Glossary: The Criminal Justice System in Texas

assigned counsel: private lawyers appointed by judges to provide legal representation for indigent defendants in serious criminal cases; the lawyer's fee is determined by and paid by the county

bail: a payment of money allowing the accused to be freed pending trial

civil laws: rules and regulations which govern transactions and grievances between individual citizens.

civil liberties: limitations on the power of government, designed to ensure personal freedoms

civil rights: guarantees of equal treatment by government authorities

criminal justice: the enforcement of criminal law.

criminal law: division of the law concerned with actions which are dangerous or harmful to society as a whole, in which prosecution is pursued not by an individual but by the state. The purpose of criminal law is to 1) provide the specific definition of what constitutes a crime and to 2) prescribe punishments for committing such a crime. No criminal law can be valid unless it includes both of these factors.

constitutional law: the body of law which defines the role, powers, and structure of dierent entities within a state, including the executive, legislature, and the judiciary; as well as the basic rights of citizens and the relationship between the central government and state, provincial, or territorial governments. In Texas, constitutional law includes the national constitution and the Texas state constitution.

double jeopardy: a prosecution pursued twice at the same level of government for the same criminal action

due process clause: provisions of the Fifth and Fourteenth Amendments that limit government power to deny people “life,  liberty, or property” on an unfair basis; it is a guarantee that people will be treated fairly and impartially by government ocials when the government seeks to fine or imprison them or take their personal property away from them.

economic liberty: the right of individuals to obtain, use, and trade things of value for their own benefit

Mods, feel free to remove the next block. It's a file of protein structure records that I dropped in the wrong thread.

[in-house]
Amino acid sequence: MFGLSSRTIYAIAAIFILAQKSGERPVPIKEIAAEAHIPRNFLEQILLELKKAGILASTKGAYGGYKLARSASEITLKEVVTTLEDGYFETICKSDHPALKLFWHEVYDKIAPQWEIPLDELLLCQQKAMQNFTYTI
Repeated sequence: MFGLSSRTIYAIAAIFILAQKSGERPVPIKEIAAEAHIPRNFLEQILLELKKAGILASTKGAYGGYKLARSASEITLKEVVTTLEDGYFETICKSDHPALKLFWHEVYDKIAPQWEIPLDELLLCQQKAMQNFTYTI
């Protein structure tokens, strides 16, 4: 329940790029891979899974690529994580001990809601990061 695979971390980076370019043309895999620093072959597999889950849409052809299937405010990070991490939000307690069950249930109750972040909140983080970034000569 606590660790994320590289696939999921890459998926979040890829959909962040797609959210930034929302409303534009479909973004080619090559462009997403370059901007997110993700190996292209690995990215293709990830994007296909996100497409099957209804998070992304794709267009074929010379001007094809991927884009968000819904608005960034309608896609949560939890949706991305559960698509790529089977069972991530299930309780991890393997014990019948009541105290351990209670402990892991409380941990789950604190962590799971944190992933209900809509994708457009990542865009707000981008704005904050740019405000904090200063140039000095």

eminent domain: the power of government to take or use property for a public purpose after compensating its owner; also known as the takings clause of the Fifth Amendment

exonerate: clears of conviction based on evidence of innocence.

grand jury: jury that determines whether sucient evidence is available to justify a trial; grand juries do not rule on the accused's guilt or innocence

indictment: ocial charges against an accused individual

Miranda warning: a statement by law enforcement ocers informing a person arrested or subject to interrogation of his or her rights

plea bargain: an agreement between the defendant and the prosecutor in which the defendant pleads guilty to the charge(s) in question or perhaps to less serious charges, in exchange for more lenient punishment than if convicted after a full trial

public defender: a salaried lawyer who is funded by the government or by grants who represents indigents in Texas in some counties or for some types of cases

prison: a facility in which inmates are forcibly confined and denied a variety of freedoms under the authority of the state. Prisons are most commonly used within a criminal justice system: people charged with crimes may be imprisoned until their trial; those pleading or being found guilty of crimes at trial may be sentenced to a specified period of imprisonment.

probation: a suspension of the jail or prison sentence.

selective incorporation: the gradual process of making some guarantees of the Bill of Rights (so far) apply to state governments and the national government

self-incrimination: an action or statement that admits guilt or responsibility for a crime